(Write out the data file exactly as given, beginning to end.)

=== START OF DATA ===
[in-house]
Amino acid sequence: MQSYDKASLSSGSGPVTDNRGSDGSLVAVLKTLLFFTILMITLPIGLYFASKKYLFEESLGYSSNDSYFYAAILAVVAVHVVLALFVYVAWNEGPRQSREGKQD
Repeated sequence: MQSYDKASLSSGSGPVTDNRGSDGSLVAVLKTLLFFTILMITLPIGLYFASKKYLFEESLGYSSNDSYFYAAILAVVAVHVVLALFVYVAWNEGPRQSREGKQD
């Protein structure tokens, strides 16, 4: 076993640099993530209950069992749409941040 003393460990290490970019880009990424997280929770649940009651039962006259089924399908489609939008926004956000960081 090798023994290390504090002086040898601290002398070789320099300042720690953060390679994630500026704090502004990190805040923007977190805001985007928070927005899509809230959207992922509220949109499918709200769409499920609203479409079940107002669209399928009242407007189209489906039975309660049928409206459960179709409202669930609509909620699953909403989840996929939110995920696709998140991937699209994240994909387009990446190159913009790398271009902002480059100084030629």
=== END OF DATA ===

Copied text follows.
[in-house]
Amino acid sequence: MQSYDKASLSSGSGPVTDNRGSDGSLVAVLKTLLFFTILMITLPIGLYFASKKYLFEESLGYSSNDSYFYAAILAVVAVHVVLALFVYVAWNEGPRQSREGKQD
Repeated sequence: MQSYDKASLSSGSGPVTDNRGSDGSLVAVLKTLLFFTILMITLPIGLYFASKKYLFEESLGYSSNDSYFYAAILAVVAVHVVLALFVYVAWNEGPRQSREGKQD
């Protein structure tokens, strides 16, 4: 076993640099993530209950069992749409941040 003393460990290490970019880009990424997280929770649940009651039962006259089924399908489609939008926004956000960081 090798023994290390504090002086040898601290002398070789320099300042720690953060390679994630500026704090502004990190805040923007977190805001985007928070927005899509809230959207992922509220949109499918709200769409499920609203479409079940107002669209399928009242407007189209489906039975309660049928409206459960179709409202669930609509909620699953909403989840996929939110995920696709998140991937699209994240994909387009990446190159913009790398271009902002480059100084030629």